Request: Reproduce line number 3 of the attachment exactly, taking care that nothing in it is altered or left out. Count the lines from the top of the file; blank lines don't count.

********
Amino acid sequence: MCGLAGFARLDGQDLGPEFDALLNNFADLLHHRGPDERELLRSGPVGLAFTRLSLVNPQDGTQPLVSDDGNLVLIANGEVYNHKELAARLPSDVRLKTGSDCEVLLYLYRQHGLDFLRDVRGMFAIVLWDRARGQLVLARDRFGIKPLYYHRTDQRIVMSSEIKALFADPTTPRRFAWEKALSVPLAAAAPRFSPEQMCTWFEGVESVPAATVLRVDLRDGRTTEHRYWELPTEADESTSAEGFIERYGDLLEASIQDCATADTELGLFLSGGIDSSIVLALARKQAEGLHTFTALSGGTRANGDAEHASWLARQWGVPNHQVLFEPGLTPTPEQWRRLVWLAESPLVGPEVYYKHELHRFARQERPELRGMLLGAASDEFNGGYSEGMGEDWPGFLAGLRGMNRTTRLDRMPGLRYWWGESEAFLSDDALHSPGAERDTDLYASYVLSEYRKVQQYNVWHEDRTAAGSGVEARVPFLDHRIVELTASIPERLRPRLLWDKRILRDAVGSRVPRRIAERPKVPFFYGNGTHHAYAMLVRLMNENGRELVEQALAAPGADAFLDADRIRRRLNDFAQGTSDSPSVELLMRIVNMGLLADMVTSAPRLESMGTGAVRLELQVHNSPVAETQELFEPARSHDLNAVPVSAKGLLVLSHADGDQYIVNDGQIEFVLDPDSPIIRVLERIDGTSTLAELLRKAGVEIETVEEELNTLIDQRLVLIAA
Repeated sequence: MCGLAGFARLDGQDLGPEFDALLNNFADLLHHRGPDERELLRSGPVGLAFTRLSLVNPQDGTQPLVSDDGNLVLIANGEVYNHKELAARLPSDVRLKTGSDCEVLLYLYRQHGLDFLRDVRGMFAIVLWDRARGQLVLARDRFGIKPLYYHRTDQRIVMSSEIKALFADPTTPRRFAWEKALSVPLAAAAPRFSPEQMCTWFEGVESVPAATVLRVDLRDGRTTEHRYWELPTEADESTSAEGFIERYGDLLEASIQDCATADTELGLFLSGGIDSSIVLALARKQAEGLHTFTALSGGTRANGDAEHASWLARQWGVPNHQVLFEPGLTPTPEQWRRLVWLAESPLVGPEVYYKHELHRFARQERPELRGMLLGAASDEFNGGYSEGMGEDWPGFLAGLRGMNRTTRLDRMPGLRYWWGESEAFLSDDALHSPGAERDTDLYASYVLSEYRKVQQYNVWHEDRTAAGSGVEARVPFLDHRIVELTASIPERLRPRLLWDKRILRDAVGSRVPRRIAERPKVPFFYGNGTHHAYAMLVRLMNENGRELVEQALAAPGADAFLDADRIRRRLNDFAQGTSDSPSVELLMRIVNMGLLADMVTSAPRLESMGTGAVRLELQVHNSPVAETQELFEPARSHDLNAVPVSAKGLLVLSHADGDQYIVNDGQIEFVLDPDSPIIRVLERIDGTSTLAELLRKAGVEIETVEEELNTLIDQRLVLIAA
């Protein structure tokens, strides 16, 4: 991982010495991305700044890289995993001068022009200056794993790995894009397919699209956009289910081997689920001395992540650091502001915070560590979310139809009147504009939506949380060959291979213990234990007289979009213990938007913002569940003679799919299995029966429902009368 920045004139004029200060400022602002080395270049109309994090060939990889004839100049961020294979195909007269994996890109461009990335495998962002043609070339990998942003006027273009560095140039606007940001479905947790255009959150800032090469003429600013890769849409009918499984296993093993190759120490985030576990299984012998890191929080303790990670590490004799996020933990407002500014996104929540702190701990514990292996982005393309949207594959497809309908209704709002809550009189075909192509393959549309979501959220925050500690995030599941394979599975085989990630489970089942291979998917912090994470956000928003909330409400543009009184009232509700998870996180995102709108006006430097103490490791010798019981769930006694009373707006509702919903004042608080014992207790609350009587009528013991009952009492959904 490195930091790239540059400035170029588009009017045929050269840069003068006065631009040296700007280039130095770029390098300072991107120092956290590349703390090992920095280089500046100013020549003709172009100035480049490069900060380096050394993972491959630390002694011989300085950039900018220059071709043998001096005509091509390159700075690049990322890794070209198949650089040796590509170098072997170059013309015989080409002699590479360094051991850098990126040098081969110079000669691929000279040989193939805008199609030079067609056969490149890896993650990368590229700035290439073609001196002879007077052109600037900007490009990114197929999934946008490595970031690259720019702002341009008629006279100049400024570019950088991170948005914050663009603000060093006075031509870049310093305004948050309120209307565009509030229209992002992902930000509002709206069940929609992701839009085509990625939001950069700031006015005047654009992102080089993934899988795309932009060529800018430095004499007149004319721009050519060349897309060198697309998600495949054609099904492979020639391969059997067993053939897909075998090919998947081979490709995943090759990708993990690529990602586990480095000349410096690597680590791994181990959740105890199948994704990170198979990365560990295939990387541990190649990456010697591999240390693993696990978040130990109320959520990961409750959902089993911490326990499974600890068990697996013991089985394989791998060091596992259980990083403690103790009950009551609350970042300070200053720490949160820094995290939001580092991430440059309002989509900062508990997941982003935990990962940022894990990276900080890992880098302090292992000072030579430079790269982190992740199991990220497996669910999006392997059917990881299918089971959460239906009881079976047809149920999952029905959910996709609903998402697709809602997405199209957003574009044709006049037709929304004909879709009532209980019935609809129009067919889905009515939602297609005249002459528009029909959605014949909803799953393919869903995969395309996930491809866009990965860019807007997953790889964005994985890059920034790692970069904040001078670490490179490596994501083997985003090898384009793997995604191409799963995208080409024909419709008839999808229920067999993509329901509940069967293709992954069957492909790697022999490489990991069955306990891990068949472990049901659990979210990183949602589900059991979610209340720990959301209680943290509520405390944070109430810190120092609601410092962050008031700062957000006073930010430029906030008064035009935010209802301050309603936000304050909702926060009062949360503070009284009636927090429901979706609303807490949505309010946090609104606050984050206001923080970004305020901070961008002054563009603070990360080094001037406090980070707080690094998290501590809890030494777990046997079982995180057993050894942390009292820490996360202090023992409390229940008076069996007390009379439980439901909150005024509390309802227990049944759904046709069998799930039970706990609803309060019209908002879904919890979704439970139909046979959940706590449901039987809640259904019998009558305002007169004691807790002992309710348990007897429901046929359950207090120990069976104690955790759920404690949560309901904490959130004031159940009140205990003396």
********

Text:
């Protein structure tokens, strides 16, 4: 991982010495991305700044890289995993001068022009200056794993790995894009397919699209956009289910081997689920001395992540650091502001915070560590979310139809009147504009939506949380060959291979213990234990007289979009213990938007913002569940003679799919299995029966429902009368 920045004139004029200060400022602002080395270049109309994090060939990889004839100049961020294979195909007269994996890109461009990335495998962002043609070339990998942003006027273009560095140039606007940001479905947790255009959150800032090469003429600013890769849409009918499984296993093993190759120490985030576990299984012998890191929080303790990670590490004799996020933990407002500014996104929540702190701990514990292996982005393309949207594959497809309908209704709002809550009189075909192509393959549309979501959220925050500690995030599941394979599975085989990630489970089942291979998917912090994470956000928003909330409400543009009184009232509700998870996180995102709108006006430097103490490791010798019981769930006694009373707006509702919903004042608080014992207790609350009587009528013991009952009492959904 490195930091790239540059400035170029588009009017045929050269840069003068006065631009040296700007280039130095770029390098300072991107120092956290590349703390090992920095280089500046100013020549003709172009100035480049490069900060380096050394993972491959630390002694011989300085950039900018220059071709043998001096005509091509390159700075690049990322890794070209198949650089040796590509170098072997170059013309015989080409002699590479360094051991850098990126040098081969110079000669691929000279040989193939805008199609030079067609056969490149890896993650990368590229700035290439073609001196002879007077052109600037900007490009990114197929999934946008490595970031690259720019702002341009008629006279100049400024570019950088991170948005914050663009603000060093006075031509870049310093305004948050309120209307565009509030229209992002992902930000509002709206069940929609992701839009085509990625939001950069700031006015005047654009992102080089993934899988795309932009060529800018430095004499007149004319721009050519060349897309060198697309998600495949054609099904492979020639391969059997067993053939897909075998090919998947081979490709995943090759990708993990690529990602586990480095000349410096690597680590791994181990959740105890199948994704990170198979990365560990295939990387541990190649990456010697591999240390693993696990978040130990109320959520990961409750959902089993911490326990499974600890068990697996013991089985394989791998060091596992259980990083403690103790009950009551609350970042300070200053720490949160820094995290939001580092991430440059309002989509900062508990997941982003935990990962940022894990990276900080890992880098302090292992000072030579430079790269982190992740199991990220497996669910999006392997059917990881299918089971959460239906009881079976047809149920999952029905959910996709609903998402697709809602997405199209957003574009044709006049037709929304004909879709009532209980019935609809129009067919889905009515939602297609005249002459528009029909959605014949909803799953393919869903995969395309996930491809866009990965860019807007997953790889964005994985890059920034790692970069904040001078670490490179490596994501083997985003090898384009793997995604191409799963995208080409024909419709008839999808229920067999993509329901509940069967293709992954069957492909790697022999490489990991069955306990891990068949472990049901659990979210990183949602589900059991979610209340720990959301209680943290509520405390944070109430810190120092609601410092962050008031700062957000006073930010430029906030008064035009935010209802301050309603936000304050909702926060009062949360503070009284009636927090429901979706609303807490949505309010946090609104606050984050206001923080970004305020901070961008002054563009603070990360080094001037406090980070707080690094998290501590809890030494777990046997079982995180057993050894942390009292820490996360202090023992409390229940008076069996007390009379439980439901909150005024509390309802227990049944759904046709069998799930039970706990609803309060019209908002879904919890979704439970139909046979959940706590449901039987809640259904019998009558305002007169004691807790002992309710348990007897429901046929359950207090120990069976104690955790759920404690949560309901904490959130004031159940009140205990003396």